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Title: Stability and broad-sense heritability of mineral content in potato: zinc

item Brown, Charles
item Haynes, Kathleen
item MOORE, MARTIN - Agri Northwest
item PAVEK, MARK - Washington State University
item HANE, DAN - Oregon State University
item LOVE, STEVE - University Of Idaho
item Novy, Richard - Rich
item MILLER, J - Texas A&M University

Submitted to: American Journal of Potato Research
Publication Type: Peer Reviewed Journal
Publication Acceptance Date: 2/27/2011
Publication Date: 2/27/2011
Citation: Brown, C.R., Haynes, K.G., Moore, M., Pavek, M., Hane, D., Love, S., Novy, R.G., Miller, J.C. 2011. Stability and Broad-sense Heritability of Mineral Content in Potato: Zinc. American Journal of Potato Research. 88:238-241.

Interpretive Summary: Zinc is an important micronutrient in the human diet. The poorest of the worlds population epxerience zinc deficiency among a portion of the population. The irichest sources are animal proteins, which escape the purchasing power of poor people. Siginficantly, millions also eat vegetrian diets for religious reasons. Zinc is recommended as a palliative remedy in cases of diarrheal diseases and pneumonia. An estimated 1 million people die from complicagtions due to zinc deficiency each year. An international effort to biofortify beta-carotene, zinc, iron and selenium in crop plants has been in force for a decade. We evalauted a number of advanced breeding lines and cultivars for zinc content. We found that the content of zinc ranged from 12 to 18 micrograms per gram dry wieght. Also in two of the groups of clones the probability of selecting for higher zinc was low, while in one group the probabilibty was high. Even so the range of zinc expression is only 50 percent higher than the minimum value. The clone with the highest zinc content would only supply 3 percent of the recommended daily allowance for adults. It appears that potato is not a good candidate for increasing zinc to a point where it could substantially alleviate deficiency.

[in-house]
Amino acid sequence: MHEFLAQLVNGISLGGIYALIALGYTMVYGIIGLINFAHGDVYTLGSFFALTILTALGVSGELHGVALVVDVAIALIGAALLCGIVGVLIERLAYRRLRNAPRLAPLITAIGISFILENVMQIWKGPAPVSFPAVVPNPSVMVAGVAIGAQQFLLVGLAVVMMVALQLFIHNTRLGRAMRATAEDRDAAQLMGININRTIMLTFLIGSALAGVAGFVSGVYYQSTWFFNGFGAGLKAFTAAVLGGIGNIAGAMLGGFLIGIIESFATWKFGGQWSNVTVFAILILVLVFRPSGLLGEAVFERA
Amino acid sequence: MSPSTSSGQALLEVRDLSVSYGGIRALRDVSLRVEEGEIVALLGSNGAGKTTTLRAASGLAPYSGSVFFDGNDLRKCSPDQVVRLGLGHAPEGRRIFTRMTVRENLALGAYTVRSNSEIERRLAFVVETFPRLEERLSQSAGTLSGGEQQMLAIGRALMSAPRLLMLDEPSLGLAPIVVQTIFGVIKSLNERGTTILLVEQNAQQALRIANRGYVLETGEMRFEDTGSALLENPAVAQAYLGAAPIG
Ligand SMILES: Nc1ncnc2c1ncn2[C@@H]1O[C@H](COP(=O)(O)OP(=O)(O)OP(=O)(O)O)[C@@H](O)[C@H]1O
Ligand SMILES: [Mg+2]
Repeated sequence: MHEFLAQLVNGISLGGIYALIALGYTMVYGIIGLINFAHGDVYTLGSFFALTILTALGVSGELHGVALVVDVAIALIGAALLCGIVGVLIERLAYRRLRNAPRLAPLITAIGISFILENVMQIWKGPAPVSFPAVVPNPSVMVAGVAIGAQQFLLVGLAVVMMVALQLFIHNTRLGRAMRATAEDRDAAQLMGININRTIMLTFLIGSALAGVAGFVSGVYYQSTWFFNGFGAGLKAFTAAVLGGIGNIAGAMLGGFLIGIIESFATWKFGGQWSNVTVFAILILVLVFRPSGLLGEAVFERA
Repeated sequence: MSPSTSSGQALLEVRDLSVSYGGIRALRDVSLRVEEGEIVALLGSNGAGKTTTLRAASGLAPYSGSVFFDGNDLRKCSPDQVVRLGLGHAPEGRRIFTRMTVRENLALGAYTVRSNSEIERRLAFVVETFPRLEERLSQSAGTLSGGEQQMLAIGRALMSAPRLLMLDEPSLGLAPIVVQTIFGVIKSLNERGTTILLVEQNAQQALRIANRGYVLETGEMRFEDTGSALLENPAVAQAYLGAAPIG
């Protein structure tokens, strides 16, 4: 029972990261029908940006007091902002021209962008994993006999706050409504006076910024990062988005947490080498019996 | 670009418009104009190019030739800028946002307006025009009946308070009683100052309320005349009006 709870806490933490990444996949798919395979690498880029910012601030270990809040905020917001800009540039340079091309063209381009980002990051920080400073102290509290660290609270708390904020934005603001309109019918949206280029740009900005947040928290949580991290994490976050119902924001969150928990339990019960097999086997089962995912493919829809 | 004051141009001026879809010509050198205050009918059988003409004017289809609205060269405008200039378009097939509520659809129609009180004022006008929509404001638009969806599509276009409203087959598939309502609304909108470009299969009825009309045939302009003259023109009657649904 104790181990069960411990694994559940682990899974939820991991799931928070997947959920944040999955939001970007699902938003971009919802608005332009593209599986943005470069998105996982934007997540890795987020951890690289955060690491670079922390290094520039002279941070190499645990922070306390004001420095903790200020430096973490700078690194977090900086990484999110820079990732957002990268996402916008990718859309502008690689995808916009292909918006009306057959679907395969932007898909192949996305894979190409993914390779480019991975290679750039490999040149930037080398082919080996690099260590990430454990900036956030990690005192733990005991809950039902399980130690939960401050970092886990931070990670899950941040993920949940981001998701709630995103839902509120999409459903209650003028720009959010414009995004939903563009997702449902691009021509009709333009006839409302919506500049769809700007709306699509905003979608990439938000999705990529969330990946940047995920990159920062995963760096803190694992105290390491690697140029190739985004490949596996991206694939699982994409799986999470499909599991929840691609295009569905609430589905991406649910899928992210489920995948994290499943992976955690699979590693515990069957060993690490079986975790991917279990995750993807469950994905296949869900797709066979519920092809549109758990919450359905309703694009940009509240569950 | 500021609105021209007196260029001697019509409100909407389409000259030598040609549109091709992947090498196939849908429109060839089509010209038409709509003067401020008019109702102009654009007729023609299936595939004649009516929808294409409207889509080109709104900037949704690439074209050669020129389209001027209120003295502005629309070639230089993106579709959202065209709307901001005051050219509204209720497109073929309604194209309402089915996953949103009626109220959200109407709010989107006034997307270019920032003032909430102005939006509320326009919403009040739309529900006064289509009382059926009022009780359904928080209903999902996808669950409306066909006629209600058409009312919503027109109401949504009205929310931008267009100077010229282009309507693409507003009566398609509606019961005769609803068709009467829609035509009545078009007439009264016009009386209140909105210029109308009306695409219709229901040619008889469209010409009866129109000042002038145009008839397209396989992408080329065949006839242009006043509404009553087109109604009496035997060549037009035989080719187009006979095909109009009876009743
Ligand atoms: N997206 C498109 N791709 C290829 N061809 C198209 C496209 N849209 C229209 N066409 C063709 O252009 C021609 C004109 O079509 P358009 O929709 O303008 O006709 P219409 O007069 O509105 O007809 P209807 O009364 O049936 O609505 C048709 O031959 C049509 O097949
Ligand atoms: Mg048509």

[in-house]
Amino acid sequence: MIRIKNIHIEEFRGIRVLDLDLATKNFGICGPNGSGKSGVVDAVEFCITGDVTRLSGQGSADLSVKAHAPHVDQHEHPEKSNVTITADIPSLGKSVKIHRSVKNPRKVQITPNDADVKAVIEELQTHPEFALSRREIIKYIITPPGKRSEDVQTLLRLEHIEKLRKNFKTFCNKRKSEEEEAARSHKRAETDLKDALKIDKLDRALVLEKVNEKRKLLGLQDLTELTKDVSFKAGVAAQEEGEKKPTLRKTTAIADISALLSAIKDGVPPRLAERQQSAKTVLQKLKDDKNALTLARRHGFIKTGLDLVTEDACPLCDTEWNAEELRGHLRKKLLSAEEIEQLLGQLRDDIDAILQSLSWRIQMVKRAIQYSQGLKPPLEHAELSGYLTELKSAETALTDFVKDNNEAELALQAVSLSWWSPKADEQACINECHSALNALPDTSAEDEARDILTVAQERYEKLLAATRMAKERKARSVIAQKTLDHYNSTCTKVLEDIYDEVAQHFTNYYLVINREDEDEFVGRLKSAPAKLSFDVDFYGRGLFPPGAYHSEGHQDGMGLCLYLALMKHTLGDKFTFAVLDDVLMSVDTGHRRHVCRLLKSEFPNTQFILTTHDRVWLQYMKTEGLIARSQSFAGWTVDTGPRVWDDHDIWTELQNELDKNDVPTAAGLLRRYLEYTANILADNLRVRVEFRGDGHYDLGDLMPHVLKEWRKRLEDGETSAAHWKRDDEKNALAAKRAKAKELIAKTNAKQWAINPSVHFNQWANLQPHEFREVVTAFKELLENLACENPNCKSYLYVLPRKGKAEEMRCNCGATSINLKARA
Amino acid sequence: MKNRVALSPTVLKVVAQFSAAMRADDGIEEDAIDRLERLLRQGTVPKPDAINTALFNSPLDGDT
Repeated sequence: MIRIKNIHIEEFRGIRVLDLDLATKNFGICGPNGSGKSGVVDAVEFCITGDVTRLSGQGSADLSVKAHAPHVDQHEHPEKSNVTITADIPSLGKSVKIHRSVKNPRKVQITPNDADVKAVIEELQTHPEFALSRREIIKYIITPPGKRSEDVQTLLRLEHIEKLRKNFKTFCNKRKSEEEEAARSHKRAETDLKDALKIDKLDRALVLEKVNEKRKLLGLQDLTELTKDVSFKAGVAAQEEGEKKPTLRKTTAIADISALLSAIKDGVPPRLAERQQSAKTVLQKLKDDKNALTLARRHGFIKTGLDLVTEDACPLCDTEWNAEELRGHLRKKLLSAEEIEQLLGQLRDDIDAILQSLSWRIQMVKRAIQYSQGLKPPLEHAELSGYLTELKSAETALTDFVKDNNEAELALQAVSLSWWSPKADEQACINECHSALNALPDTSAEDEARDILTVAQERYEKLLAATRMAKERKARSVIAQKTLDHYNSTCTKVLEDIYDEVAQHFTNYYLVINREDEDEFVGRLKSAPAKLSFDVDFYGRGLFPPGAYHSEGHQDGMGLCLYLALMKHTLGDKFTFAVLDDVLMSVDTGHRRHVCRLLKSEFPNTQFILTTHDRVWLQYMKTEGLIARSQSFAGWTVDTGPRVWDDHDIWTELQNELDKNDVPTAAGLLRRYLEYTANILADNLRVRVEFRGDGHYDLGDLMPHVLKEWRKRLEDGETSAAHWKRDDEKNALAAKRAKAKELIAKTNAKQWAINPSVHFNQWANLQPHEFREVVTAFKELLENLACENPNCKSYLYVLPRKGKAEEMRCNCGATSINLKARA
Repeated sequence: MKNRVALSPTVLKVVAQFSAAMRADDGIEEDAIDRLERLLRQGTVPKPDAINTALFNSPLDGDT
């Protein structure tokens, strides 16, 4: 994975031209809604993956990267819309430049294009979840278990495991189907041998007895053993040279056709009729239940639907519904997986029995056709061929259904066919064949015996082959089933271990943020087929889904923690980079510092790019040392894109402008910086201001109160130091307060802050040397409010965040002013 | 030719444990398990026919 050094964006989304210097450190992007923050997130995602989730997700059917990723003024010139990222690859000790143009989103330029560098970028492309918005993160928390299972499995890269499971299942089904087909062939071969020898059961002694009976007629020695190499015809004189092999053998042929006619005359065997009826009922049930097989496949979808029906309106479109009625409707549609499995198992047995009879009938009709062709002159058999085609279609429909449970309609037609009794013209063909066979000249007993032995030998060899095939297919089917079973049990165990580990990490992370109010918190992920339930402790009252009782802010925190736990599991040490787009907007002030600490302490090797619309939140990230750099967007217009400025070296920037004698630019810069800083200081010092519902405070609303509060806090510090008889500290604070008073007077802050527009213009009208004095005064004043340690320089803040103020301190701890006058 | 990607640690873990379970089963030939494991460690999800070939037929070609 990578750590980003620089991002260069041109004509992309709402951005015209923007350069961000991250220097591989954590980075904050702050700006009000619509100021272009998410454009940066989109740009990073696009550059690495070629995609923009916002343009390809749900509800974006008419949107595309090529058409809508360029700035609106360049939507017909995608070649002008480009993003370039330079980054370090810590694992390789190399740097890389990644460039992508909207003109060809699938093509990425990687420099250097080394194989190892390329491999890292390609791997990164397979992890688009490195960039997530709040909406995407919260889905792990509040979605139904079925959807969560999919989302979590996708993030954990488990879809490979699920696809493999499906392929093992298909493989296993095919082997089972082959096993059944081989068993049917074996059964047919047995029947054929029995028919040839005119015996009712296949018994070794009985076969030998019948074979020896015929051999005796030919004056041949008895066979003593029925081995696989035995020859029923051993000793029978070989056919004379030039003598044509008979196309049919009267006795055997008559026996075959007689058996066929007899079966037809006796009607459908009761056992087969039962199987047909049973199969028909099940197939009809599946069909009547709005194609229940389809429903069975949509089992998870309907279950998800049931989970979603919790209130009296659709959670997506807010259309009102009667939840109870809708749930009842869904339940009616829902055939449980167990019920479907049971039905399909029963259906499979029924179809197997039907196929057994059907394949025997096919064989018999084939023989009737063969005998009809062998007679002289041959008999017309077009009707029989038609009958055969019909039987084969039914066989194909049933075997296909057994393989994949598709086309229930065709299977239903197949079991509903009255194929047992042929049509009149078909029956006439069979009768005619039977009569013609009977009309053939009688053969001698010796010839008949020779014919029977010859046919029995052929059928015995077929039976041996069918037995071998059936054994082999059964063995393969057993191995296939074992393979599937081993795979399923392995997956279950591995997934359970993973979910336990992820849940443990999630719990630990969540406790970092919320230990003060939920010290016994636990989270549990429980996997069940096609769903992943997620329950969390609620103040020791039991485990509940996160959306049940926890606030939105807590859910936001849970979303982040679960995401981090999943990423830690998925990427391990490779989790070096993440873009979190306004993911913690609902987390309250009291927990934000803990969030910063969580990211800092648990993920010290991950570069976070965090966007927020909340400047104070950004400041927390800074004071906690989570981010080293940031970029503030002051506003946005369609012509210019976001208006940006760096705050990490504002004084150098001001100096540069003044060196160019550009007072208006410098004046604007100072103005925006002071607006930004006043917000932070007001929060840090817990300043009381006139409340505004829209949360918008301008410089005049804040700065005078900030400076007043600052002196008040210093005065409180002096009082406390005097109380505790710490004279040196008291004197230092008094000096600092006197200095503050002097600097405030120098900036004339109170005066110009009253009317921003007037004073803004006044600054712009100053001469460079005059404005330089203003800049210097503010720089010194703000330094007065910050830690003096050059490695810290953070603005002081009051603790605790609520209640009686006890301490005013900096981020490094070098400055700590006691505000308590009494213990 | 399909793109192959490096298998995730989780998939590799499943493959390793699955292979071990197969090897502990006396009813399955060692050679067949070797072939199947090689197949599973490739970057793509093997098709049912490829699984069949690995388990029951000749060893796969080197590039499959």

Technical Abstract: The mineral content of potato is an important consideration in the evaluation of its role in the human diet. Zinc content is vital due to its crucial role as a micronutrient. Zinc deficiency occurs among the poorest of the world’s populations. In this study36 breeding lines and varieties divided among three groups of were grown in 11 locations. Zinc content was measured in harvested tubers by wet ashing and passage through an Inductively Coupled Argon Plasma Emission Spectorphotometer. The values in genotype means ranged from 12 to 18 micrograms per gram dry weight over all trials. In two trials genotype was not a significant source of variation. Broad sense heritabilities were small for these trials. In the Western Regional Russet Trial genotype was significant and the heritability was 0.61, suggesting that selection among clones would make substantial progress in raising zinc content The range of values is only 50 percent above the low value. Furthermore, a hundred gram serving of the highest zinc genotype would only provide 3 percent of the adult recommended daily allowance. From these results potato would not appear to be a good candidate for biofortification of zinc through traditional breeding.